, , , , ,

{Silver apples of the moon} a watercolor by Margaret Macdonald Mackintosh

My husband has been extremely inspired by the work of Glasgow architect Charles Mackintosh since visiting the Glasgow School of Art in Scotland of  ago. He’s working on designing our someday-soon kitchen table (those woodworkers; so crafty!) and wanted to show me a few of his designs tonight. Art Nouveau is by far one of my absolute favorite time periods of art history, so we had a lot of fun oohing and aahing over this genius mind that was Mr. Mackintosh. What Joel wanted to show me tonight, however was the works of his lovely wife, Margaret Macdonald Mackintosh Charles said, reportedly, “Margaret has genius, I have only talent.” Well…I think they were both being modest. Can you imagine! Being a husband/wife design team of their magnitude and influence?? We couldn’t help but pull out pencil and paper and try to emulate some of their flavor…my attempt was laughable. I would love to take a design class studying Art Nouveau illustration. Definitely on my “bucket list.” Here are a few more examples of their work….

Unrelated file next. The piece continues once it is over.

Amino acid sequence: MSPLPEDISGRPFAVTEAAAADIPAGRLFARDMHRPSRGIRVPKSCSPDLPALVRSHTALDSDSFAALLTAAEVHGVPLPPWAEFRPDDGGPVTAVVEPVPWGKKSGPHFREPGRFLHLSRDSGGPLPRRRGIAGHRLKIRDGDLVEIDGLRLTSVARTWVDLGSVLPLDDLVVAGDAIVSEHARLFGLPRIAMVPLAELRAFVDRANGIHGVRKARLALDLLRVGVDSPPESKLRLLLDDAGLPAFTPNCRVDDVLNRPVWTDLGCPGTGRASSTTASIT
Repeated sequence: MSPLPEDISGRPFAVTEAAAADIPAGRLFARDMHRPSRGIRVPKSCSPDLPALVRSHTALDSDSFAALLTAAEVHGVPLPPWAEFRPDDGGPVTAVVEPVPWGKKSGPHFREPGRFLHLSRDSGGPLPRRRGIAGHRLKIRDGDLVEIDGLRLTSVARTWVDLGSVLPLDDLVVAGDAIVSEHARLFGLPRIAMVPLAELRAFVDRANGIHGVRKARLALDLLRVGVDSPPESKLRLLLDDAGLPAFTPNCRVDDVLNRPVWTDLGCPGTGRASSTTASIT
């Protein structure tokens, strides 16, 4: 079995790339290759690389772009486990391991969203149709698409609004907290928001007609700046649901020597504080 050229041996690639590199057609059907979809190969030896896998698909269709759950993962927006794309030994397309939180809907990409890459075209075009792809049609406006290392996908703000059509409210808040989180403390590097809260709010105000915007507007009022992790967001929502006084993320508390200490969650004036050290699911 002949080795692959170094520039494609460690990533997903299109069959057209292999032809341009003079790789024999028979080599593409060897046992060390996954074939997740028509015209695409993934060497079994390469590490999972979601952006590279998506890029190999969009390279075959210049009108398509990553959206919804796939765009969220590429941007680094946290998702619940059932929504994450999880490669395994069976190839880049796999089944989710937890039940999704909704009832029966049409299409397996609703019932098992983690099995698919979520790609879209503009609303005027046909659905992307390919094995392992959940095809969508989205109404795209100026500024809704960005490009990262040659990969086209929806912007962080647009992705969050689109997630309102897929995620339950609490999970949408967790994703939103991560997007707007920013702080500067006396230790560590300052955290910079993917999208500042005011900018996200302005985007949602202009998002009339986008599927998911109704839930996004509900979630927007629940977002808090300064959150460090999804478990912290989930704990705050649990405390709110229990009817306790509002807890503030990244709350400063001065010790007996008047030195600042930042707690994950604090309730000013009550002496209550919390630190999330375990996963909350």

Look at his lines! So pretty...{Glasgow School of Art}

His design for a nursery, Margaret's idea for the panel

{The Opera of the Sea} Gesso panel

I read that the first piece, Silver Apples of the Moon, was inspired by the following poem… enjoy!

The Song of Wandering Aengus

I went out to the hazel wood,

Because a fire was in my head,

And cut and peeled a hazel wand,

And hooked a berry to a thread;

And when white moths were on the wing,

And moth-like stars were flickering out,

I dropped the berry in a stream

And caught a little silver trout.

When I had laid it on the floor

I went to blow the fire aflame,

But something rustled on the floor,

And some one called me by my name:

It had become a glimmering girl

With apple blossom in her hair

Who called me by my name and ran

And faded through the brightening air.

Though I am old with wandering

Through hollow lands and hilly lands,

I will find out where she has gone,

And kiss her lips and take her hands;

And walk among long dappled grass,

And pluck till time and times are done

The silver apples of the moon,

The golden apples of the sun.


                                                          William Butler Yeats